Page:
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Mrs. Logic

Rand in New York, in the sixties.  

No one, according to Heller’s portrait, struggled with the unreality of Objectivism more than Rand herself. She wept, throughout her life, at the world’s refusal to conform to her ideal vision of it. Although she claimed that “one must never attempt to fake reality in any manner,” she repeatedly withheld or distorted facts to feed her own mythology. (When she died, in 1982, none of her followers even knew her real name.) She carried on an increasingly toxic sexual affair with a married disciple 25 years her junior; when he had his own affair with a younger woman, Rand slapped him, excommunicated him, and falsely accused him of embezzlement. Her special brand of reasoning led her to some unreasonably ugly positions—e.g., that homosexuality is “disgusting” (which caused gay Objectivists to pretend to be straight); that Native Americans, having failed for millennia to create a heroically productive capitalist society, deserved to be stripped of their land; that women are ideally “hero worshippers” who should submit themselves, body and soul, to great men. “I think I represent the proper integration of a complete human being,” Rand wrote while composing her magnum opus, Atlas Shrugged. After the book’s publication, however, she fell into a deep depression and chided herself for not being more like her ideal man. “John Galt wouldn’t feel this,” she wrote. “He would know how to handle this. I don’t know.” All of which makes her—if not an ideal person, or even really anything close—at least an ideal subject for a biography.

Ayn Rand was born Alissa Rosenbaum, in St. Petersburg in 1905. Her father, a pharmacist, was successful enough to buy both the pharmacy he worked in and the building that housed it. Her mother, foreshadowing her daughter’s future, named the family cats after American place-names. The family employed a cook, a nurse, a maid, and a governess. It was a bad time, of course, to be Russian Jews, and also a bad time to be a prosperous business owner—to be both basically guaranteed disaster. The Rosenbaums were subject to strict anti-Semitic laws, the constant threat of pogroms, and—just as Alissa was hitting adolescence—the Russian Revolution. At 12, Rand watched Bolshevik soldiers march in and take her father’s pharmacy. He would never really work again, and she would spend her adulthood railing, from across the world, against anyone who used force to “loot and mooch” from productive businessmen. As violence escalated and the Russian economy imploded, the Rosenbaums were forced to leave St. Petersburg and move into a small unheated house in a resort town on the Black Sea.

“Tell me what a man finds sexually attractive,” Rand wrote, “and I will tell you his entire philosophy of life.”

Alissa showed strong Objectivist traits from the start: As a child, she was solitary, opinionated, possessive, and intense—a willful and brilliant loner with literally zero friends. At 9, she decided to become a writer; by 11 she’d written four novels, each of which revolved around a heroine exactly her age but blonde, blue-eyed, tall, and leggy. (Rand was—by her own standards—unheroically dark, short, and square.) At 13, she declared herself an atheist. It’s hard not to suspect, based on many of these childhood anecdotes, that Rand suffered from some kind of undiagnosed personality disorder. Once, when a teacher asked her to write an essay about the joys of childhood, she wrote a diatribe condemning childhood as a cognitive wasteland—a joyless limbo in which adult rationality had yet to fully develop. (It was possibly a good thing that she never had children.) In middle school she found herself uncharacteristically intrigued by another student, a seemingly intelligent girl who was also popular—a contradiction in the Rand cosmology. Hoping to solve the mystery, and possibly even make a friend, Rand approached her. “Would you tell me what is the most important thing in life to you?” she asked, showing once again her flair for smooth opening lines. “My mother,” the girl answered. Rand turned away, disgusted. As an adult, she called this exchange “the first most important event in my life socially” and analyzed it as follows: “I had thought she was a serious girl and that she was after serious things, but she was just conventional and ordinary, a mediocrity, and she didn’t mean anything as a person.”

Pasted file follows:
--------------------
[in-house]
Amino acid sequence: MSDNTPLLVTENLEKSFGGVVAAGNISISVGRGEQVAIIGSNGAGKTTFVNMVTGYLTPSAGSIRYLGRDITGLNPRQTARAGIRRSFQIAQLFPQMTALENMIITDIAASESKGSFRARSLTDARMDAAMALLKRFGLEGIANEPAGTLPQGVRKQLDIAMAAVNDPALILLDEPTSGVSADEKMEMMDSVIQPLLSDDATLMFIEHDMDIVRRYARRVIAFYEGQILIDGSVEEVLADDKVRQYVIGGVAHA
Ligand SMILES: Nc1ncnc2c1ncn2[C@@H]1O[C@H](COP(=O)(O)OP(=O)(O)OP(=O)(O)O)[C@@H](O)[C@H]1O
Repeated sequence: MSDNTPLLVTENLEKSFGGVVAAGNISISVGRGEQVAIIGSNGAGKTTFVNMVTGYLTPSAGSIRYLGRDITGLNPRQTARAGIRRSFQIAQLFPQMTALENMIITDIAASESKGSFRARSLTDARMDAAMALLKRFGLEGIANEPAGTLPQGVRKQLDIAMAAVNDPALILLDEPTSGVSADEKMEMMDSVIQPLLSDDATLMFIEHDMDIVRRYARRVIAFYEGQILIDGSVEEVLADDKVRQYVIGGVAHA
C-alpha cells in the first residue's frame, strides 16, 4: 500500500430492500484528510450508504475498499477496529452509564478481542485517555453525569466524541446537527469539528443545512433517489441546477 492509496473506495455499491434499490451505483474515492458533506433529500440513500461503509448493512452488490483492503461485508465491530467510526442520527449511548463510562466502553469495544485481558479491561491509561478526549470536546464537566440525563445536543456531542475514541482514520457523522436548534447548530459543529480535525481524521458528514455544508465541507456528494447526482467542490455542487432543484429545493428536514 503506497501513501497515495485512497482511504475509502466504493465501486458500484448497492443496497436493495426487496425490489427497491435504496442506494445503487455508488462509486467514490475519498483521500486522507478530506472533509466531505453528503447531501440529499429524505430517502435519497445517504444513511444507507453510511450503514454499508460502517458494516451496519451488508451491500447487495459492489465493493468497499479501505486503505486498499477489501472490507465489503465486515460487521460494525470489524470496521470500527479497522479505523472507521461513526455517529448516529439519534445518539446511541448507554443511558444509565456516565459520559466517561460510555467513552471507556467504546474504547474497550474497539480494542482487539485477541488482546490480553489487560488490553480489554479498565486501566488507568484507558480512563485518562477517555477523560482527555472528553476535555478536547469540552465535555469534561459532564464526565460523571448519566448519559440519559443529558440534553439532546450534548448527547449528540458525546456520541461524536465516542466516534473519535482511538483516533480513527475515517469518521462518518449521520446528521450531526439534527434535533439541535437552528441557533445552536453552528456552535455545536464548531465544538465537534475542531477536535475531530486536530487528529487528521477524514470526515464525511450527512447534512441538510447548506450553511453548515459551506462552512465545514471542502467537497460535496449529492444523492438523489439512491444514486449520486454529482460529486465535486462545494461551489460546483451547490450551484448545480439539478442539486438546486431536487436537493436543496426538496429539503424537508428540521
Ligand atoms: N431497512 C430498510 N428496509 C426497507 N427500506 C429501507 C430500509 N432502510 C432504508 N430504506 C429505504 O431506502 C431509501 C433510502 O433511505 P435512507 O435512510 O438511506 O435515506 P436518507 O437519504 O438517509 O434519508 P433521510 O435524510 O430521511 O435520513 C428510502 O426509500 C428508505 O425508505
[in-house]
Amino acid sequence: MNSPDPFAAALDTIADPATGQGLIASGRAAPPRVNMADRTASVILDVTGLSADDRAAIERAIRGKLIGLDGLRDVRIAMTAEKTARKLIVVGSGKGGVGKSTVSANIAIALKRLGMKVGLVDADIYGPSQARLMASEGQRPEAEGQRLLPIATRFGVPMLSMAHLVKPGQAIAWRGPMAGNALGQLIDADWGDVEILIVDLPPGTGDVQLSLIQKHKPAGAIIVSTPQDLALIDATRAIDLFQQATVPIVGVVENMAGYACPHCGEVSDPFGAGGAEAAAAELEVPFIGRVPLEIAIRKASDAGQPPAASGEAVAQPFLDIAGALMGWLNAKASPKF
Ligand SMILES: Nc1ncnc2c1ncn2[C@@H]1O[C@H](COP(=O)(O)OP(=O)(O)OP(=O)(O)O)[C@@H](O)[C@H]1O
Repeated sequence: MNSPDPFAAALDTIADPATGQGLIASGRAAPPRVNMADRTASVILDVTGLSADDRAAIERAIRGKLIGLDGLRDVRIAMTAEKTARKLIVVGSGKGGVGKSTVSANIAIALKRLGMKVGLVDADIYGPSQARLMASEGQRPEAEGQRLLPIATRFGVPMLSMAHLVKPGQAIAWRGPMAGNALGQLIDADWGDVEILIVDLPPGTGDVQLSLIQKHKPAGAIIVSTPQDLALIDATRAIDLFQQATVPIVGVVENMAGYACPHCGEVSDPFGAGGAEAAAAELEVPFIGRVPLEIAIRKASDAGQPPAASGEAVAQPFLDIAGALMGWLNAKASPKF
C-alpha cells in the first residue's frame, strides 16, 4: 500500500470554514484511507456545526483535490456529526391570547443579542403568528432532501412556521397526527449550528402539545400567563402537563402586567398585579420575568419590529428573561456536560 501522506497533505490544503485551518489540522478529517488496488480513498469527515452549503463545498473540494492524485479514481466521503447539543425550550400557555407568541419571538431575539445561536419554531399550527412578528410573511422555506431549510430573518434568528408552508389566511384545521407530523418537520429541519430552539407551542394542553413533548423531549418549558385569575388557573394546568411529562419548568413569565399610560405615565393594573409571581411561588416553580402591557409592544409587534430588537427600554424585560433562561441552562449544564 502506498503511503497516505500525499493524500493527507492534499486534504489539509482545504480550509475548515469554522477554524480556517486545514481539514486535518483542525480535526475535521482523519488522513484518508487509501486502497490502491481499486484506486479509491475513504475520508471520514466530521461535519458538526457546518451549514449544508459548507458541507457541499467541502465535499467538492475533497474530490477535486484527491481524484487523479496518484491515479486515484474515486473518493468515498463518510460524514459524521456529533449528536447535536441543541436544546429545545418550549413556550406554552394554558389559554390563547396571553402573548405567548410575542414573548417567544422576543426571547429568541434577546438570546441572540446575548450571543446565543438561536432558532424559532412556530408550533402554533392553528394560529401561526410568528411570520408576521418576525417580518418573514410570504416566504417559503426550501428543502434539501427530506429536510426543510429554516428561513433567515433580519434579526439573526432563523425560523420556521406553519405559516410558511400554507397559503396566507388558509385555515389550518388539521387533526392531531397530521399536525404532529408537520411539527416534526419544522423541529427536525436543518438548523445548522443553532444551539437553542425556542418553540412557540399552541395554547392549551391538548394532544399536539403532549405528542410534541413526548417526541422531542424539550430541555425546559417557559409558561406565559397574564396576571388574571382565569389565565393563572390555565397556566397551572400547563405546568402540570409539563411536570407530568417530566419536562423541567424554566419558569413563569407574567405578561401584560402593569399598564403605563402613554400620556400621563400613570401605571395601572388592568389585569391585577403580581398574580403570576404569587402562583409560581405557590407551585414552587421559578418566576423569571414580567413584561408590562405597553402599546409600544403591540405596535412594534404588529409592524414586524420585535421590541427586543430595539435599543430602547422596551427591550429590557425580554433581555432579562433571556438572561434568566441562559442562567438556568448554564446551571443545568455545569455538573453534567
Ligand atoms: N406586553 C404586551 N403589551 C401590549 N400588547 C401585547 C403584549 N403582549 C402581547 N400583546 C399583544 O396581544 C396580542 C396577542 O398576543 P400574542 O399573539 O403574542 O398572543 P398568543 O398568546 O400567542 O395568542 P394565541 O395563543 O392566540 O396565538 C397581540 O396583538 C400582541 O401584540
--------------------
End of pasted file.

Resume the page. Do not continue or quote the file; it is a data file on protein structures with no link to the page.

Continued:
Alissa Rosenbaum left Russia on the brink of her 21st birthday. As the train pulled away she shouted to her family: “By the time I return, I’ll be famous.” She never made it back. She arrived in New York, wept at the glory of its skyline, and changed her name. (The origin is unclear—although we do know that “Rand” is not, as she once claimed, based on a Remington-Rand typewriter, since that brand wasn’t produced until after her rechristening. Ayn, by the way, rhymes with “pine.”) “No one helped me,” Rand would later write, “nor did I think it was anyone’s duty to help me.” In fact, her family and American friends helped her quite a lot. She moved in with, and borrowed money from, relatives in Chicago, one of whom owned a theater where she watched hundreds of movies for free. Eventually she moved to Hollywood, ran into Cecil B. DeMille in a parking lot, and somehow, despite her broken English, got a job reading scripts. Success arrived slowly but steadily after that: her first play, her first novel, her philosophy, her cult. Today, her books sell over half a million copies a year.